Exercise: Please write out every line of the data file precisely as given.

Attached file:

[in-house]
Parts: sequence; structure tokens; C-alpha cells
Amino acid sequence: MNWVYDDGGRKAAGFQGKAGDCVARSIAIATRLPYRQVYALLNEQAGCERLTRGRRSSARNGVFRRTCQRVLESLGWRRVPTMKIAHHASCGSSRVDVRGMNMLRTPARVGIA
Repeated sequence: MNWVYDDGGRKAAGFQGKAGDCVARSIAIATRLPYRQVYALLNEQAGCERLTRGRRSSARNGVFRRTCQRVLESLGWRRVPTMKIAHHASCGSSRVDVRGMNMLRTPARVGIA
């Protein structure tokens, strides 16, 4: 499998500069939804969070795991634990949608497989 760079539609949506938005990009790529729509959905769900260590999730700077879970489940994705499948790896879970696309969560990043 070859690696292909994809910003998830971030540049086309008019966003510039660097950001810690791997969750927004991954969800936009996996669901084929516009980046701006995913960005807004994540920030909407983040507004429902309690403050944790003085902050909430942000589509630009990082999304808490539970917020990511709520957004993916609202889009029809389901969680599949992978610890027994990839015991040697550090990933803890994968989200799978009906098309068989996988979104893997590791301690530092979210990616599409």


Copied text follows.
[in-house]
Parts: sequence; structure tokens; C-alpha cells
Amino acid sequence: MNWVYDDGGRKAAGFQGKAGDCVARSIAIATRLPYRQVYALLNEQAGCERLTRGRRSSARNGVFRRTCQRVLESLGWRRVPTMKIAHHASCGSSRVDVRGMNMLRTPARVGIA
Repeated sequence: MNWVYDDGGRKAAGFQGKAGDCVARSIAIATRLPYRQVYALLNEQAGCERLTRGRRSSARNGVFRRTCQRVLESLGWRRVPTMKIAHHASCGSSRVDVRGMNMLRTPARVGIA
């Protein structure tokens, strides 16, 4: 499998500069939804969070795991634990949608497989 760079539609949506938005990009790529729509959905769900260590999730700077879970489940994705499948790896879970696309969560990043 070859690696292909994809910003998830971030540049086309008019966003510039660097950001810690791997969750927004991954969800936009996996669901084929516009980046701006995913960005807004994540920030909407983040507004429902309690403050944790003085902050909430942000589509630009990082999304808490539970917020990511709520957004993916609202889009029809389901969680599949992978610890027994990839015991040697550090990933803890994968989200799978009906098309068989996988979104893997590791301690530092979210990616599409």